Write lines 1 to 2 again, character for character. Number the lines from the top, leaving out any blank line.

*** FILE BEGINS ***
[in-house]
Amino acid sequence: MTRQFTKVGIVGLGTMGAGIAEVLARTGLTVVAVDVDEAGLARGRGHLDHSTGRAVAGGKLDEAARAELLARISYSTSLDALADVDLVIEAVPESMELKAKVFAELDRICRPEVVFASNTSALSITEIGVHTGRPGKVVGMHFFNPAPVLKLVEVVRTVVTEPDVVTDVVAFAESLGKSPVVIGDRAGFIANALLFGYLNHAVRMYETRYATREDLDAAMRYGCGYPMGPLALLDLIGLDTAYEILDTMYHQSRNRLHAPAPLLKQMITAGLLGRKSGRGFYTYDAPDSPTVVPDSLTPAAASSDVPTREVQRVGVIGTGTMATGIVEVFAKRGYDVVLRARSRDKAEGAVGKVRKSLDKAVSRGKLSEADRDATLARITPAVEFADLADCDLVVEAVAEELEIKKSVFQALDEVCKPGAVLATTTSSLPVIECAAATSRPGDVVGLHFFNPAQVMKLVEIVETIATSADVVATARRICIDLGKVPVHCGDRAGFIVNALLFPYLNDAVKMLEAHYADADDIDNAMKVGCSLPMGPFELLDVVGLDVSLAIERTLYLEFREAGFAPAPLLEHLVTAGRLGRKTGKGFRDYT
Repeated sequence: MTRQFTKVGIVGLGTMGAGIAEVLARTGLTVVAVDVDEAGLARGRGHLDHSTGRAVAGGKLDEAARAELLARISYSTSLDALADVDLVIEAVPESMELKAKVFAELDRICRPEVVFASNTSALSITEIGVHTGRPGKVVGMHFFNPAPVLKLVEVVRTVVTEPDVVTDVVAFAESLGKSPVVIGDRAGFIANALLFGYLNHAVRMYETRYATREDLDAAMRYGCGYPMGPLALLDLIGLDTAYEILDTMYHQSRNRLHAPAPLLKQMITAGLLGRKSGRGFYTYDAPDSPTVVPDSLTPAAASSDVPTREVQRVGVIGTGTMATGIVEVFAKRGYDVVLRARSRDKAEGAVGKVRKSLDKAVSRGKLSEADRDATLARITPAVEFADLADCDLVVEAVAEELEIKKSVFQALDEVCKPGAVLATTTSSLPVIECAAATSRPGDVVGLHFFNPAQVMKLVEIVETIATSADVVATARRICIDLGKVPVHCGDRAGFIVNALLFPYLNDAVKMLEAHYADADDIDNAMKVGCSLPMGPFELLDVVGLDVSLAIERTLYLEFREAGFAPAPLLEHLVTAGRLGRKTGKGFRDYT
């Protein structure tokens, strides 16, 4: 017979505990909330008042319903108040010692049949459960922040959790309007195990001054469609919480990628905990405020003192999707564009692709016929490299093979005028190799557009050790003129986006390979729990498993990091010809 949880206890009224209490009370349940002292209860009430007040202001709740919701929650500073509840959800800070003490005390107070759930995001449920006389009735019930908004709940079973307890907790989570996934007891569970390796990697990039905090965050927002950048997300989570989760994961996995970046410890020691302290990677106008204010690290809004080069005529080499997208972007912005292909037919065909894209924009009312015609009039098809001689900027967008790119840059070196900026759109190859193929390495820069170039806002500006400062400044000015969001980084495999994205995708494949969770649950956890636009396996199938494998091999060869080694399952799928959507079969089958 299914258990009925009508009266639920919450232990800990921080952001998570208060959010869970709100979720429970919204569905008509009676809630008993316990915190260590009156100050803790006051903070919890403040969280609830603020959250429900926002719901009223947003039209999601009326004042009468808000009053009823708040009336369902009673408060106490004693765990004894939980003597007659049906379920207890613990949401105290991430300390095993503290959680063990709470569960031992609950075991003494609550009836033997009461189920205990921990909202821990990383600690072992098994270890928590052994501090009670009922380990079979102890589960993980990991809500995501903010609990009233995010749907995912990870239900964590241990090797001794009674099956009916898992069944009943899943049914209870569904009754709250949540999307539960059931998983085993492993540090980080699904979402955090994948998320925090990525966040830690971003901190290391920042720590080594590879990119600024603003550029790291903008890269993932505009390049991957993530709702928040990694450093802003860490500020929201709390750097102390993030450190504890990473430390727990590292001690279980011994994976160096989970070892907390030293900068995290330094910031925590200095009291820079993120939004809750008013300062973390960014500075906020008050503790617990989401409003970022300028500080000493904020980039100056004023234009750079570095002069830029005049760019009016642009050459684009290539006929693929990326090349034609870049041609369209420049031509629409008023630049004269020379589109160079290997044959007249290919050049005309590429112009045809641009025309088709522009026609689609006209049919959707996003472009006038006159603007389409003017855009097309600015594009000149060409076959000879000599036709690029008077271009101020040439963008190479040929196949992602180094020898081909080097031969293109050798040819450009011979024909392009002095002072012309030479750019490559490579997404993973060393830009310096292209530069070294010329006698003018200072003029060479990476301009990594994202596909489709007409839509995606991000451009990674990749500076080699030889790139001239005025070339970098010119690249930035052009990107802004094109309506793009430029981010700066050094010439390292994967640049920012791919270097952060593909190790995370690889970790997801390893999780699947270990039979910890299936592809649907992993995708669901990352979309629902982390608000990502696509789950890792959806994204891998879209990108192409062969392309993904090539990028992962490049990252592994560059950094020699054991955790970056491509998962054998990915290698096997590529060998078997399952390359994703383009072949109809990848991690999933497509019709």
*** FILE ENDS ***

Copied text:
[in-house]
Amino acid sequence: MTRQFTKVGIVGLGTMGAGIAEVLARTGLTVVAVDVDEAGLARGRGHLDHSTGRAVAGGKLDEAARAELLARISYSTSLDALADVDLVIEAVPESMELKAKVFAELDRICRPEVVFASNTSALSITEIGVHTGRPGKVVGMHFFNPAPVLKLVEVVRTVVTEPDVVTDVVAFAESLGKSPVVIGDRAGFIANALLFGYLNHAVRMYETRYATREDLDAAMRYGCGYPMGPLALLDLIGLDTAYEILDTMYHQSRNRLHAPAPLLKQMITAGLLGRKSGRGFYTYDAPDSPTVVPDSLTPAAASSDVPTREVQRVGVIGTGTMATGIVEVFAKRGYDVVLRARSRDKAEGAVGKVRKSLDKAVSRGKLSEADRDATLARITPAVEFADLADCDLVVEAVAEELEIKKSVFQALDEVCKPGAVLATTTSSLPVIECAAATSRPGDVVGLHFFNPAQVMKLVEIVETIATSADVVATARRICIDLGKVPVHCGDRAGFIVNALLFPYLNDAVKMLEAHYADADDIDNAMKVGCSLPMGPFELLDVVGLDVSLAIERTLYLEFREAGFAPAPLLEHLVTAGRLGRKTGKGFRDYT